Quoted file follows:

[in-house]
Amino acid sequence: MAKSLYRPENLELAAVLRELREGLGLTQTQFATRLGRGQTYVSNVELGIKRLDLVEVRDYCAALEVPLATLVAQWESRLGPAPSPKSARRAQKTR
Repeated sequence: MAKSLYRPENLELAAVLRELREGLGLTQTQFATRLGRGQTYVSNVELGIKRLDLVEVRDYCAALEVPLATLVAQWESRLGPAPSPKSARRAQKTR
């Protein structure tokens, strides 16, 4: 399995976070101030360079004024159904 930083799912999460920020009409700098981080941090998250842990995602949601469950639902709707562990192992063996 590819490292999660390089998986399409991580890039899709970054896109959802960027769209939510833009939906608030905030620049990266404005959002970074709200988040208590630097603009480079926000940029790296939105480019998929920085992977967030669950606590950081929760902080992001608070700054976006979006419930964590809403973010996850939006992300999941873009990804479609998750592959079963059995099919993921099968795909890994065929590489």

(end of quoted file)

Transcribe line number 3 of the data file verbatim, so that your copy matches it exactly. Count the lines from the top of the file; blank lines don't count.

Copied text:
Repeated sequence: MAKSLYRPENLELAAVLRELREGLGLTQTQFATRLGRGQTYVSNVELGIKRLDLVEVRDYCAALEVPLATLVAQWESRLGPAPSPKSARRAQKTR